“Nefertiti Queen of the Nile” halted due to controversy over supposed “Jewish” roots

Published May 30th, 2005 - 09:20 GMT

Dr. Zahi Hawas, head of the Egyptian Antiquity Commission, has announced that he will not allow the filming of “Nefertiti Queen of the Nile” to commence in Egypt.  The film is based on the book “Moses and Akhenaton,” written by Egyptian Ahmad Othman.

 

Hue Hudson was chosen as director, and Othman, who resides in England, wrote the script for the film which was expected to receive international recognition.

 

Hawas argues that certain events depicted in the film are contradictory to Egyptian history during the Pharaonic era. Othamn counters that Hawas has jumped to conclusions before carefully reviewing his script.

 

Hawas claims that Othman’s book states that Akhenaton is the prophet Moses (Peace Be Upon Him) and Tahutmus III is the prophet Jacob (Peace Be Upon Him), which if true, would make all Egyptian Pharaohs of Jewish decent.  Jewish scholars have used this point to argue that their great ancestors are the roots of the Pharaonic civilization.

 

Hawas noted that neither he nor any Egyptian scholar opposes the production of historical films, as long as they are based on facts, and not imaginary events, such as the film “The Mummy.”

 

Otham claims that all of Hawas’s interpretations of the film are incorrect, and that the script does not even mention the prophet Moses (Peace Be Upon Him) or the history of the Jews. Othman claims that the section of his book in which he states that Akhenaton is the prophet Moses (Peace Be Upon Him) is historically accurate, and challenged Hawas to prove otherwise.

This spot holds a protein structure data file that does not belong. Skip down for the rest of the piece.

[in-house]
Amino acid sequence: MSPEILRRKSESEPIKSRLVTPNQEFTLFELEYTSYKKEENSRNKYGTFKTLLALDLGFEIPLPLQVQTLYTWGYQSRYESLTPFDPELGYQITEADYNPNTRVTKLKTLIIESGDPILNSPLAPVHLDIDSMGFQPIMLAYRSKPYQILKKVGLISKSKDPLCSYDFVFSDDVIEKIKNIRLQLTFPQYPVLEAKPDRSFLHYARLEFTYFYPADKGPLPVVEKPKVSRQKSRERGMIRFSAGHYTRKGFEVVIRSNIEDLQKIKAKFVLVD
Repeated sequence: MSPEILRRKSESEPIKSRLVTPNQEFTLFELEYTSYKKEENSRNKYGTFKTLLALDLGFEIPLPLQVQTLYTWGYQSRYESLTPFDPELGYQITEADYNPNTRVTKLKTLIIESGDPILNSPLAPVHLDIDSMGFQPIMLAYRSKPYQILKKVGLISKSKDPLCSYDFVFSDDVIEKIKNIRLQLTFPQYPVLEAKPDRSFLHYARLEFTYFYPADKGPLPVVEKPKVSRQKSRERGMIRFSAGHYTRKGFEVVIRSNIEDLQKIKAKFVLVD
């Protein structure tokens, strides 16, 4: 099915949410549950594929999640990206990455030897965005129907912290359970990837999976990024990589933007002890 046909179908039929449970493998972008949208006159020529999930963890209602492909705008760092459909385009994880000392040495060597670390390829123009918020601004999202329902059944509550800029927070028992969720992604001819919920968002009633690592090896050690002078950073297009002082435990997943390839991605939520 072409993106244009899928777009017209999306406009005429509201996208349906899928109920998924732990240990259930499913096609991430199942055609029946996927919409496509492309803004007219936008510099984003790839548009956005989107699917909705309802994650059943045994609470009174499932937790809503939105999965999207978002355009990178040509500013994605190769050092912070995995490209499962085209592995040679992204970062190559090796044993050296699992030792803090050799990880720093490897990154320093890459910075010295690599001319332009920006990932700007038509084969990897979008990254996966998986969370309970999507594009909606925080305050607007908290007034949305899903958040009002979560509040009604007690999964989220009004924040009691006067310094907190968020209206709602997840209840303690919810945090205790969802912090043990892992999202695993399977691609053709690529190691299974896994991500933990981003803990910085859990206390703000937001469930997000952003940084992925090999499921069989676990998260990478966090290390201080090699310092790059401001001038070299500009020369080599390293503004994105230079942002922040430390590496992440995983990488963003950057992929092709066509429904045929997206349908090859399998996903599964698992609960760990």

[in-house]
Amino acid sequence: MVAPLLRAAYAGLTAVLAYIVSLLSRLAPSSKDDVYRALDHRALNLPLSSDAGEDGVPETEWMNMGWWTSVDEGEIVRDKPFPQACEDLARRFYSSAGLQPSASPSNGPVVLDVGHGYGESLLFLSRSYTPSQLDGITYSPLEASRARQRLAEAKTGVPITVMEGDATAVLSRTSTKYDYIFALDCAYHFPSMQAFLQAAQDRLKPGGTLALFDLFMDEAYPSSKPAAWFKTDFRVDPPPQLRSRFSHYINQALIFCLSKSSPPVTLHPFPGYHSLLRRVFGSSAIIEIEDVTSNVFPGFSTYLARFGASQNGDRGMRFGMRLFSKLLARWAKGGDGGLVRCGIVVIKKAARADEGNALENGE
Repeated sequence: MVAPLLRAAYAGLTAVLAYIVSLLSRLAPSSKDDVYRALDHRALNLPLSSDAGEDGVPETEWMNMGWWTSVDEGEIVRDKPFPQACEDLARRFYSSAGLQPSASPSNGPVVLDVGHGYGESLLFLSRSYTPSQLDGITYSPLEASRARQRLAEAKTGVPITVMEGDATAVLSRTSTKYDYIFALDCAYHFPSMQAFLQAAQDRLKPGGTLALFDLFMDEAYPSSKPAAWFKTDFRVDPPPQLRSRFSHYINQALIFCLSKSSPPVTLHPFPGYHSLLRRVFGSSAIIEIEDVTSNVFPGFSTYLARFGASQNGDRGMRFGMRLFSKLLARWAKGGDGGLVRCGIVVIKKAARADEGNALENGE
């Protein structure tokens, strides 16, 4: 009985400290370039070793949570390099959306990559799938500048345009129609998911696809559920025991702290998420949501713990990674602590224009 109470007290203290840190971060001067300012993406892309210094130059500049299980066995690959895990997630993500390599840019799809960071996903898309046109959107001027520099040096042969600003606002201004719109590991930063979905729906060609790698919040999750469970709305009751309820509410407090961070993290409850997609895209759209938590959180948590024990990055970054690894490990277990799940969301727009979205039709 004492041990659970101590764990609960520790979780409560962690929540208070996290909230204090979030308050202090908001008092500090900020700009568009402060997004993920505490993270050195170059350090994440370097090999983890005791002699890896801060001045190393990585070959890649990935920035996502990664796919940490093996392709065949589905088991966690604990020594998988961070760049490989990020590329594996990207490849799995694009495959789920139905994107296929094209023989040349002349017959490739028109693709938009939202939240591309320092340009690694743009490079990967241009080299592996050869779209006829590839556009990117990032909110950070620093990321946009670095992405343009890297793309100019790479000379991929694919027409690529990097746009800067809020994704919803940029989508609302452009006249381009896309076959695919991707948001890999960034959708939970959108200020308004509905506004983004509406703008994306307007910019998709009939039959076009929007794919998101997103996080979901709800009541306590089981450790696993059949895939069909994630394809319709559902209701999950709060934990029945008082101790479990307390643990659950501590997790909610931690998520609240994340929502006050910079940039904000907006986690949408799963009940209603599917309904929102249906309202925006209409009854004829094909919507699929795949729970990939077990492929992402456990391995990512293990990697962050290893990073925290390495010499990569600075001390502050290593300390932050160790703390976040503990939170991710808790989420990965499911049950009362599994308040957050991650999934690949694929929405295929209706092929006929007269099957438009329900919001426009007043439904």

Egyptian producer, Ahmad Naser was shocked by Hawas’ decision, describing it as “irrational” and stating that “the film is only based on the book.” The film concerns social and humanistic issues, and does not concentrate on historical or religious facts, he added.

 

World-renown producer Alan Haymen has nominated Yusra and Dalia Al Buhairi for leading roles, and Hani Salama and Khaled Al Nabawi for supporting roles.

 

Hayman, who recently left Cairo, met with the Egyptian Minister of Information to decide on the final details of the production. The film has a budget of 100 million USD and 40 percent was to be allocated for filming in Egypt alone.

 

Hayman met with the supporting cast of Egyptian actors during his recent visit. Filming was scheduled to begin in Egypt early next year; in Al Aqsar for a period of five weeks, and then for another fifteen weeks at the Egyptian Media Production City.


 


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